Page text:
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I'd like to delete multiple objects of the same type using a RESTful controller.

The most simple thing I can think of is to have the destroy action expect a comma-separated list of ids of objects to destroy.

Is there a more elegant way to do this?

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3 Answers 3

I think it would be more elegant to take an array of ids:

http://guides.rubyonrails.org/action_controller_overview.html#hash-and-array-parameters

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You could use nested forms for it..

See http://ryandaigle.com/articles/2009/2/1/what-s-new-in-edge-rails-nested-attributes

I think thats the most elegant version...

<% form_for @person do |person_form| %>

  <%= person_form.label :name %>
  <%= person_form.text_field :name %>

   <% person_form.fields_for :children do |child_form| %>

     <%= child_form.label :name %>
     <%= child_form.text_field :name %>

     <% unless child_form.object.new_record? %>
     <%= child_form.check_box '_delete' %>
     <%= child_form.label '_delete', 'Remove' %>
   <% end %>
  <% end %>

  <%= submit_tag %>
<% end %>
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Here's how the RESTful request might look.

POST /posts/delete_multiple HTTP/1.1
Host: www.example.com

post_ids[]=33&post_ids[]=47&post_ids[]=88

Note that while GET, PUT, and DELETE have very specific meanings in the context of REST, POST is more vague and essentially means to take some action. The action to take is given in the URL and additional data specific to the action are passed in the entity (body) of the request. Only use POST in this manner when GET, PUT, and DELETE do not have the intended meaning.

POST is commonly interpreted as "create", but this is not really correct. We commonly use POST for creating new resources when the client doesn't know what the URL of the newly created resource should be. But when the client does get to determine the URL of the newly created resource, the correct verb would be PUT.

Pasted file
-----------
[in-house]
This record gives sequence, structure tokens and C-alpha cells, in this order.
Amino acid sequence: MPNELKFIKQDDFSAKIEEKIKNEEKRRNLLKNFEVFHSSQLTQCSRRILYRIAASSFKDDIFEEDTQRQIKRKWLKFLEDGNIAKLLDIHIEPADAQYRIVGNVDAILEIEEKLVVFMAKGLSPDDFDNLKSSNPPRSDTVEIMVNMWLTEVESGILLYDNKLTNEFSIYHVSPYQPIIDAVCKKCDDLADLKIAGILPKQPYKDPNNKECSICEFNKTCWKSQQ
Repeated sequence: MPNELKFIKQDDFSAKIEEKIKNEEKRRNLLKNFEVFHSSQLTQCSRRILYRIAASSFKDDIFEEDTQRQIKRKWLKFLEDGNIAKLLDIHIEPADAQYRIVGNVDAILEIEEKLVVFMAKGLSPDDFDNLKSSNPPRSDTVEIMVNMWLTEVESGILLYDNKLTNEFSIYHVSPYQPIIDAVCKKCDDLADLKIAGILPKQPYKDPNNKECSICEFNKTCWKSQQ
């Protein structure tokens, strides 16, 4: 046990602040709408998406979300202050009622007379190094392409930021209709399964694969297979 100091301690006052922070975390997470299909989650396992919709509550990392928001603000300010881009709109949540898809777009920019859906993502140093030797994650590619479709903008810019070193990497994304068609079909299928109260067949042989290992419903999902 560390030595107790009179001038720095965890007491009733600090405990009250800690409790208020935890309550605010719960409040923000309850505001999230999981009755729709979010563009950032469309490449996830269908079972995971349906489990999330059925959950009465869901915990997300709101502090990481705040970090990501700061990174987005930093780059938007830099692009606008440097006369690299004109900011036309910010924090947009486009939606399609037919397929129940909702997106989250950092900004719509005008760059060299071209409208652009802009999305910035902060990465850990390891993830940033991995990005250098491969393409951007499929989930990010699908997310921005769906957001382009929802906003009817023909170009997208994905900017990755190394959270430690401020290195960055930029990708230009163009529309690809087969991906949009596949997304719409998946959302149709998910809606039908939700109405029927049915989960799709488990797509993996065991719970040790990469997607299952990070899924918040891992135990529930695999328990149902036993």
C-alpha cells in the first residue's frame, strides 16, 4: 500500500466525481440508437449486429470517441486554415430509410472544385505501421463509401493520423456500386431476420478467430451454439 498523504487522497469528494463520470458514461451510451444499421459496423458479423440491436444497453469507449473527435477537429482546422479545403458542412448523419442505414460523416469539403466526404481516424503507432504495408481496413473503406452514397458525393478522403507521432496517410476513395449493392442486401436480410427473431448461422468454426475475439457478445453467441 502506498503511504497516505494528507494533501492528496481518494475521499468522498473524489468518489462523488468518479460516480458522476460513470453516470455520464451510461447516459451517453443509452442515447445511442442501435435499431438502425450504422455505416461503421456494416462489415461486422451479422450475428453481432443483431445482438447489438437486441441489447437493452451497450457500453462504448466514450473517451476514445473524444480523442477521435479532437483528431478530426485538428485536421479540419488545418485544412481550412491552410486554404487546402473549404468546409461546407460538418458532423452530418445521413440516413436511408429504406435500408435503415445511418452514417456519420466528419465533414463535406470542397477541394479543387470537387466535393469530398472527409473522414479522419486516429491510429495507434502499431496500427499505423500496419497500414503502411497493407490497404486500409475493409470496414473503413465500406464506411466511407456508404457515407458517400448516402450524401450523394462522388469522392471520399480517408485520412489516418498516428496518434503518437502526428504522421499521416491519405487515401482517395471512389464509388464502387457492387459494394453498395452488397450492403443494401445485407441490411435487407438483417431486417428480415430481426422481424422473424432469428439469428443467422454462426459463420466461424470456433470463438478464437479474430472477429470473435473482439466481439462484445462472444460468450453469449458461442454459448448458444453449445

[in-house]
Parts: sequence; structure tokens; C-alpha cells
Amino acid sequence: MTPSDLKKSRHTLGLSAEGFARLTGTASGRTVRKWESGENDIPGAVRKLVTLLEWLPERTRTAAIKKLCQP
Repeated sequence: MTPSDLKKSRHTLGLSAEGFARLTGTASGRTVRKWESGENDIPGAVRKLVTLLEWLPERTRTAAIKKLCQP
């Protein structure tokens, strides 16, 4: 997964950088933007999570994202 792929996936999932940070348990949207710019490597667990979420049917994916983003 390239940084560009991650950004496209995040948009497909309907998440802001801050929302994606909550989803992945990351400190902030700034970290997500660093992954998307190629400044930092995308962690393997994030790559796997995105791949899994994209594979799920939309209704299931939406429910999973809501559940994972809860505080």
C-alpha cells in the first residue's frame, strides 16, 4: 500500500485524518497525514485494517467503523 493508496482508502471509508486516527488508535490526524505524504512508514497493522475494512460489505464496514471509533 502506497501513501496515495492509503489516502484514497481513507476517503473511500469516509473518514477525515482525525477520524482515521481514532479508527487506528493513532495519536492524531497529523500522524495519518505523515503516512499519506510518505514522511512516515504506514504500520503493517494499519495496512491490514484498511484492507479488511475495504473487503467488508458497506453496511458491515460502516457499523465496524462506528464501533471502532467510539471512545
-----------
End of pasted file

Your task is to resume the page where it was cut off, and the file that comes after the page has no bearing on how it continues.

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The example given is an RPC style architecture where the intended operation is defined in the URI rather than by the HTTP method. Also, POST is clearly defined in section 9.5 of the HTTP standard. Although the standard does indicate that POST can be used to submit data to data handling process that does not make that use of the POST method RESTful. A RESTful approach would be to define a new resource that represents a collection of other resources and then delete that collection. –  Larry Foulkrod Feb 3 '11 at 21:10
    
OK, then POST /posts/batch_deletes with the same entity-body. The sub-resource (a Post::BatchDelete resource) would be created, but would then be immediately run behind-the-scenes and destroyed instantaneously. The effect of running the sub-resource is that all of the posts listed in that sub-resource are also destroyed. –  yfeldblum Feb 4 '11 at 0:09
1  
But requiring two requests to delete multiple resources is not restful (specifically, the requirement that it must be this way is not restful). It's just slow because it requires two request-response cycles rather than one. –  yfeldblum Feb 4 '11 at 0:15

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